For nearly three decades, a chronic food emergency has gripped North Korea. In the 1990s a famine killed up to five per cent of the pre-crisis population.
Pyongyang presses on with its nuclear programme and prestige projects while millions remain malnourished. The long-running food crisis is the outcome of decades of economic mismanagement and a political system that absolves its leadership of any real accountability.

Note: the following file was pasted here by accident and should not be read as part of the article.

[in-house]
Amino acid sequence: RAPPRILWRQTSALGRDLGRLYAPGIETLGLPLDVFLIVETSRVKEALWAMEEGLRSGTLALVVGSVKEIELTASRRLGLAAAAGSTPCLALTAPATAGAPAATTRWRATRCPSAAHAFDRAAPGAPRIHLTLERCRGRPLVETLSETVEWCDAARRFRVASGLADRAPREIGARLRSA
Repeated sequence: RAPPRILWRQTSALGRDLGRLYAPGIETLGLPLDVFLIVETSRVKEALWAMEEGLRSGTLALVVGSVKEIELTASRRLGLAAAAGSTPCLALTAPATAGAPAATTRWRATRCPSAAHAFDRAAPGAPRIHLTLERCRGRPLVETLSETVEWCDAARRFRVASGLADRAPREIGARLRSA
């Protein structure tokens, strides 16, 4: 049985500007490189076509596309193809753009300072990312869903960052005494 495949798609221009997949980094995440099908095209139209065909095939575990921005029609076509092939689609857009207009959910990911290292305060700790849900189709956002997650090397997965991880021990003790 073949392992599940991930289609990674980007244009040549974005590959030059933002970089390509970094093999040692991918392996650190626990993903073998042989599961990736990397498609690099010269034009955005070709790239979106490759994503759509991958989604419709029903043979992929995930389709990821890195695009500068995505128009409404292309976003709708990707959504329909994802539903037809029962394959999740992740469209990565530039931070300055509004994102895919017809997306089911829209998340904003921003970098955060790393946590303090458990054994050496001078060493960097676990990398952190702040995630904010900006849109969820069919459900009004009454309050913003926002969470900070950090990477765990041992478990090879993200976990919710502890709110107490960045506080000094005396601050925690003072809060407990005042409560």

Humanitarian activities by the UN’s World Food Programme (WFP) and private relief groups constitute the longest ongoing engagement between the hermit state and the international community. But the North Korean regime’s actions create an ethical conundrum which may be reaching its breaking point.
Donor fatigue has set in. The WFP’s assistance requests are grossly undersubscribed and the organization may be forced to shut down its remaining programme. And if it tries to soldier on with reduced resources, its ability to monitor its own activities will be badly affected, risking aid diversion and catastrophic scandal.